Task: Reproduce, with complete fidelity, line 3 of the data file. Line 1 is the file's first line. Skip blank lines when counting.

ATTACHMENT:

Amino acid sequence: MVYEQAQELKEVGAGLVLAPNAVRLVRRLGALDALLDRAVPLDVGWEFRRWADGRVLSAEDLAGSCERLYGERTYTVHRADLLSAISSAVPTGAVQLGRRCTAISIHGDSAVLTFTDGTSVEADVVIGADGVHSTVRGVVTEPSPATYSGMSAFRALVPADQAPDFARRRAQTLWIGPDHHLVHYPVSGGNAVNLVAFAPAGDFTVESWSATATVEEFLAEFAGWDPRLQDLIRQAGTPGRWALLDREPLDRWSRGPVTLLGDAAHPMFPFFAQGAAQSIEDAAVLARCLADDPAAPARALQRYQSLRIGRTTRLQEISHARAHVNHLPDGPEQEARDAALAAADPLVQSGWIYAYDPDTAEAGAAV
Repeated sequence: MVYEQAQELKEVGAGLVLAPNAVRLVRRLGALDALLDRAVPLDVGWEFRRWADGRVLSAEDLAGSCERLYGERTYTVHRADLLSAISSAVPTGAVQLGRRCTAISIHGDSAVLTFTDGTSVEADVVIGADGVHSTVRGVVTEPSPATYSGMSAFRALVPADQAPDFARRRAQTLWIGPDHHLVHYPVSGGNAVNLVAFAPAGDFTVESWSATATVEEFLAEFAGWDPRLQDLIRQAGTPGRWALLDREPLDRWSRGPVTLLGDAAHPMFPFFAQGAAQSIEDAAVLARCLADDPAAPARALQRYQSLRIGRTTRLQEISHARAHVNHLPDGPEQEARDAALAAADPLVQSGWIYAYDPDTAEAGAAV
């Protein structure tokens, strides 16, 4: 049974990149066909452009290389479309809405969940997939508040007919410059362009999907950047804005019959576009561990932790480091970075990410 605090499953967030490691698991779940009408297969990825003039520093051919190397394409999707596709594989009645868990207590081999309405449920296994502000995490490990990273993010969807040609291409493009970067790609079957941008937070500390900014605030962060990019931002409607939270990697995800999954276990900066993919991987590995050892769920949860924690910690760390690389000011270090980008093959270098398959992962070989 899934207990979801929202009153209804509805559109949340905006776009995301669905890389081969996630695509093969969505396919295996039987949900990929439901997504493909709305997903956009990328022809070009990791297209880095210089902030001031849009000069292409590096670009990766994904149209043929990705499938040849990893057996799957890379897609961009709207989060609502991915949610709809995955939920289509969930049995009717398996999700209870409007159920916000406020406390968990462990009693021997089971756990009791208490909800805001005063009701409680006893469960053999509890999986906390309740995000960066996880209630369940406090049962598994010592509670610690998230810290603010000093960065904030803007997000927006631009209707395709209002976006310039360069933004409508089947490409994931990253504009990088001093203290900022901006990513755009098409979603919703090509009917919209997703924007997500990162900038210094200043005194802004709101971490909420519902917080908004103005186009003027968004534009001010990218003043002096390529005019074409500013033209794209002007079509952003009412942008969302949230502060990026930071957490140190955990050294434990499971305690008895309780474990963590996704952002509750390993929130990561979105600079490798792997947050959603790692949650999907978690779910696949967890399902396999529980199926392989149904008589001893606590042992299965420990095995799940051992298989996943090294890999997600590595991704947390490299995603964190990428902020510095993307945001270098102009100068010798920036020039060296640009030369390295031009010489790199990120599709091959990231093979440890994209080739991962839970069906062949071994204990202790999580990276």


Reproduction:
């Protein structure tokens, strides 16, 4: 049974990149066909452009290389479309809405969940997939508040007919410059362009999907950047804005019959576009561990932790480091970075990410 605090499953967030490691698991779940009408297969990825003039520093051919190397394409999707596709594989009645868990207590081999309405449920296994502000995490490990990273993010969807040609291409493009970067790609079957941008937070500390900014605030962060990019931002409607939270990697995800999954276990900066993919991987590995050892769920949860924690910690760390690389000011270090980008093959270098398959992962070989 899934207990979801929202009153209804509805559109949340905006776009995301669905890389081969996630695509093969969505396919295996039987949900990929439901997504493909709305997903956009990328022809070009990791297209880095210089902030001031849009000069292409590096670009990766994904149209043929990705499938040849990893057996799957890379897609961009709207989060609502991915949610709809995955939920289509969930049995009717398996999700209870409007159920916000406020406390968990462990009693021997089971756990009791208490909800805001005063009701409680006893469960053999509890999986906390309740995000960066996880209630369940406090049962598994010592509670610690998230810290603010000093960065904030803007997000927006631009209707395709209002976006310039360069933004409508089947490409994931990253504009990088001093203290900022901006990513755009098409979603919703090509009917919209997703924007997500990162900038210094200043005194802004709101971490909420519902917080908004103005186009003027968004534009001010990218003043002096390529005019074409500013033209794209002007079509952003009412942008969302949230502060990026930071957490140190955990050294434990499971305690008895309780474990963590996704952002509750390993929130990561979105600079490798792997947050959603790692949650999907978690779910696949967890399902396999529980199926392989149904008589001893606590042992299965420990095995799940051992298989996943090294890999997600590595991704947390490299995603964190990428902020510095993307945001270098102009100068010798920036020039060296640009030369390295031009010489790199990120599709091959990231093979440890994209080739991962839970069906062949071994204990202790999580990276």